There are groups that start out making fan films, acquire experience and a network of folks who are dedicated to the projects and then start interacting with other independent film makers...and eventually move on to projects in which they have more expansive creators' rights and control. Cawley Entertainment Company's Buck Rogers
project is interesting in that regard - they have a license, they can leverage their existing organization and skills, and the brief scene they've released online strikes me as completely professional (whether one likes or dislikes the content and approach is personal taste, IMAO).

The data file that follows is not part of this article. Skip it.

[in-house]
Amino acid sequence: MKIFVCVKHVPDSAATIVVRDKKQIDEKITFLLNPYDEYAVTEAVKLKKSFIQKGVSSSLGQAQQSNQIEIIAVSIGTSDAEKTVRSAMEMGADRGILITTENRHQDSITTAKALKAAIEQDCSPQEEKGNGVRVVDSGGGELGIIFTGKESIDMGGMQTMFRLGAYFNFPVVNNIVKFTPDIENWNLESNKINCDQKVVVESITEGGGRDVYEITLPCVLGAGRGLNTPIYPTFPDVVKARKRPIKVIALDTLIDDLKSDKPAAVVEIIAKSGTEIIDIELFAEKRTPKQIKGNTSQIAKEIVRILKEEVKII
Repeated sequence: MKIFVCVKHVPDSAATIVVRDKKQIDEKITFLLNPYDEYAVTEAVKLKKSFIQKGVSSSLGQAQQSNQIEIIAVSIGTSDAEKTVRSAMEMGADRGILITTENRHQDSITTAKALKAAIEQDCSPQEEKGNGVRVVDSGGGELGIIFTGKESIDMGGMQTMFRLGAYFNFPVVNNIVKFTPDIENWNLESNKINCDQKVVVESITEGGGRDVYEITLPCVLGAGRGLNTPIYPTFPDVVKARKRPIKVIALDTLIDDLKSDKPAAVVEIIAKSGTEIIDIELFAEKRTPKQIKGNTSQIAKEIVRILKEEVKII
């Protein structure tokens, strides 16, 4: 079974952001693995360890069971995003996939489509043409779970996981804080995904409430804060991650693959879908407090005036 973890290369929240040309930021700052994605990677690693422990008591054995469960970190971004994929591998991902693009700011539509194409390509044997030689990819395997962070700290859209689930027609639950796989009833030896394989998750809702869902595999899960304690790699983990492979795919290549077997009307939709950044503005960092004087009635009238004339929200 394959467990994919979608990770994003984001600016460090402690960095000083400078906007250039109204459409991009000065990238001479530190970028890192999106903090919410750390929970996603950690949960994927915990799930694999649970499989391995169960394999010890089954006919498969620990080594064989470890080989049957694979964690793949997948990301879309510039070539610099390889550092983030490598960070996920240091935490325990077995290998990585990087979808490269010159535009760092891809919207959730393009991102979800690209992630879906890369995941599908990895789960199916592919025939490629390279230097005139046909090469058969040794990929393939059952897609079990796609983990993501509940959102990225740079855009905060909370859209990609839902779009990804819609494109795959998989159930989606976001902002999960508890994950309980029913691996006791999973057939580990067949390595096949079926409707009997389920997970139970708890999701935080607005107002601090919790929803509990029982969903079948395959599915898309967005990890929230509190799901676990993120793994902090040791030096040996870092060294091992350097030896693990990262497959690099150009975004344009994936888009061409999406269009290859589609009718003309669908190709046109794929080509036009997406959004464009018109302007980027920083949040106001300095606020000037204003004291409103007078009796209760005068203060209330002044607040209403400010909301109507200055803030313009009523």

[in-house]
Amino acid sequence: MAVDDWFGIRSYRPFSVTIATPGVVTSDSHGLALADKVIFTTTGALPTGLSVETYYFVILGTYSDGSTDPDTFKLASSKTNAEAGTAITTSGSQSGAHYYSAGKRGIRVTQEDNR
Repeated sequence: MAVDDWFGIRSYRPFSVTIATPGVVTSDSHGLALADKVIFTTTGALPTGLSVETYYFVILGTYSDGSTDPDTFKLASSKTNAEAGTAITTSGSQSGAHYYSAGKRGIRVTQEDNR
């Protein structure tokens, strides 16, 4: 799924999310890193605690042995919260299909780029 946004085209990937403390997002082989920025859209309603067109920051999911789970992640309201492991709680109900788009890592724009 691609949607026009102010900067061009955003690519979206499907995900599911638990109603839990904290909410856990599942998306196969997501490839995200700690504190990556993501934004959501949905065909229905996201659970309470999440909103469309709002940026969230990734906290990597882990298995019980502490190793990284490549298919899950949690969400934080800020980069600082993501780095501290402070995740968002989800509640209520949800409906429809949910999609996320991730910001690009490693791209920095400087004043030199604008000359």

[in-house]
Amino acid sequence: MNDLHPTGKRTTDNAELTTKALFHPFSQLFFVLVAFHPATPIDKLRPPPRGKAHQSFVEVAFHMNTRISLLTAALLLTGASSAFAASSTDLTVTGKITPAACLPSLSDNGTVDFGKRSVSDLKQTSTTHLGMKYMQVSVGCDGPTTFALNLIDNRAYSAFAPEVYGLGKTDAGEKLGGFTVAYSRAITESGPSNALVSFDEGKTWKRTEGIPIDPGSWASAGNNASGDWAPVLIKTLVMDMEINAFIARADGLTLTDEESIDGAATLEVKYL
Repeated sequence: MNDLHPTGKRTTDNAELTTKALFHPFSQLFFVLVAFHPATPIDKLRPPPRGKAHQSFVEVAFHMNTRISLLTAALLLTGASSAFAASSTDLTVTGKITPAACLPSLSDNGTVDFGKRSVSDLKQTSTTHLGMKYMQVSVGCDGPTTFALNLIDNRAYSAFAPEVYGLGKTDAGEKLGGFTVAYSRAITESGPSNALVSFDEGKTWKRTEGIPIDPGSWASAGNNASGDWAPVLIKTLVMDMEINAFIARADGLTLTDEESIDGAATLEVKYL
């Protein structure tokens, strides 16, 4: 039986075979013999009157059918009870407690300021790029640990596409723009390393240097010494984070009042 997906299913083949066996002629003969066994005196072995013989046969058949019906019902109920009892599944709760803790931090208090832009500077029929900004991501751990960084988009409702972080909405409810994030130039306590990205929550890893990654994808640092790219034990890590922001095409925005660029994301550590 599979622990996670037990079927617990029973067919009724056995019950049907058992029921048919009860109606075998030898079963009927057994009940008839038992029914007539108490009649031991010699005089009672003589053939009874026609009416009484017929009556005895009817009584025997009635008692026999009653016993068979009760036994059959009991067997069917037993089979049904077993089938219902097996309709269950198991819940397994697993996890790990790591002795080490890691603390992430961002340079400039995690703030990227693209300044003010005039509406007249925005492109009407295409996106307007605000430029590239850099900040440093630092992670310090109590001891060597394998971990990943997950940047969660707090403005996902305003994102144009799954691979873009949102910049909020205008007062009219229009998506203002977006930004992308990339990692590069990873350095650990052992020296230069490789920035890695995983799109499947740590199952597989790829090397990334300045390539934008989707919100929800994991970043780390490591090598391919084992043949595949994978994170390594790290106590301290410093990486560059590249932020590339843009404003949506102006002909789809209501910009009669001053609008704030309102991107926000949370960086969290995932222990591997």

The big entertainment companies have made several less-than-successful forays into producing original content for the Internet - I don't think the "breakthrough" property is going to come from there. The economies and accounting structures of the major studios are not a good fit.